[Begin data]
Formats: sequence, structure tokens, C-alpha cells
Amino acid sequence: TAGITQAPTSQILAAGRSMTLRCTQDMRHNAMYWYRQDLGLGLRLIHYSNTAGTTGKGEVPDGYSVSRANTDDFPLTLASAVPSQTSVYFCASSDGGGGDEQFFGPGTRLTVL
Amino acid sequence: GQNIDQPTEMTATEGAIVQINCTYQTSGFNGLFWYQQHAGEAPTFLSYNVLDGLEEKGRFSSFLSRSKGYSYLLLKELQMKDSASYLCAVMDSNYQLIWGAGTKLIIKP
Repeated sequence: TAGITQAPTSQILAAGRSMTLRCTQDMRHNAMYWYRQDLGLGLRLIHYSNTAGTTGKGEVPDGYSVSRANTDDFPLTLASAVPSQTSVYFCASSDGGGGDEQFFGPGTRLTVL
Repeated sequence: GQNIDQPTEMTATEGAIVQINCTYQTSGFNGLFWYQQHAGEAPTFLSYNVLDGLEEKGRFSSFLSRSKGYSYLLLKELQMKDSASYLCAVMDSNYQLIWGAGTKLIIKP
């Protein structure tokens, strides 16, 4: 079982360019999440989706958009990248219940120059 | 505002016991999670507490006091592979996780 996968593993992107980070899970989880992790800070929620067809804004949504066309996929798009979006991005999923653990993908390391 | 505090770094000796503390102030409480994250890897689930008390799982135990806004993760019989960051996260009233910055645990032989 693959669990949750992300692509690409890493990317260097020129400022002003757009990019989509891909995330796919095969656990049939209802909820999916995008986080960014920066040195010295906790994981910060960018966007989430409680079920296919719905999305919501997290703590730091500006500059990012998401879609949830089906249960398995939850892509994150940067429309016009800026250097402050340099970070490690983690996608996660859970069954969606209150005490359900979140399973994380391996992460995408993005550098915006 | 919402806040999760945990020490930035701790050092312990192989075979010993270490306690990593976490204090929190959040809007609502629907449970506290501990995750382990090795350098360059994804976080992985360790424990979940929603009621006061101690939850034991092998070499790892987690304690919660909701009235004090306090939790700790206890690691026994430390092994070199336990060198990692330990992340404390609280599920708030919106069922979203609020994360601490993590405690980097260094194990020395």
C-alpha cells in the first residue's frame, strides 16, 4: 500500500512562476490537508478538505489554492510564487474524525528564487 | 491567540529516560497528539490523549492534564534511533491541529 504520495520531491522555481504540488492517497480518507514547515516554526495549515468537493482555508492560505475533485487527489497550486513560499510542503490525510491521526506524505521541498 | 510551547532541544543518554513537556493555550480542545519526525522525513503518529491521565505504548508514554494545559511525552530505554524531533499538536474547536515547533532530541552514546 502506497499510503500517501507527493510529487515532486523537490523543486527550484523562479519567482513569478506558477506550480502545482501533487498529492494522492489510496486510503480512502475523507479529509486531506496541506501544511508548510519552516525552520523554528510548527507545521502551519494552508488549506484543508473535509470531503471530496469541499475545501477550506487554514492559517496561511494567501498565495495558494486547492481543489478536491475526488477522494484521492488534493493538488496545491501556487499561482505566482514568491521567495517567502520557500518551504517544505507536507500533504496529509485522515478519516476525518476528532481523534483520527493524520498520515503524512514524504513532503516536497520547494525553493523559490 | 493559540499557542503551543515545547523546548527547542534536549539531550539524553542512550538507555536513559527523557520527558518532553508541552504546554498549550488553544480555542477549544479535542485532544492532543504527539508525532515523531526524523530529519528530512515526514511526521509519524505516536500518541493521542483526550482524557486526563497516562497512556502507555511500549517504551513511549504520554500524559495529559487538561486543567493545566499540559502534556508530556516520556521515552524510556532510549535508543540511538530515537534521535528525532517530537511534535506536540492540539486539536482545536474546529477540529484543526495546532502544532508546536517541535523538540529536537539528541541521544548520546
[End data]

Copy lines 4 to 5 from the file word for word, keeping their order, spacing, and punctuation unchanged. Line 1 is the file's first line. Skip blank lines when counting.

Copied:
Repeated sequence: TAGITQAPTSQILAAGRSMTLRCTQDMRHNAMYWYRQDLGLGLRLIHYSNTAGTTGKGEVPDGYSVSRANTDDFPLTLASAVPSQTSVYFCASSDGGGGDEQFFGPGTRLTVL
Repeated sequence: GQNIDQPTEMTATEGAIVQINCTYQTSGFNGLFWYQQHAGEAPTFLSYNVLDGLEEKGRFSSFLSRSKGYSYLLLKELQMKDSASYLCAVMDSNYQLIWGAGTKLIIKP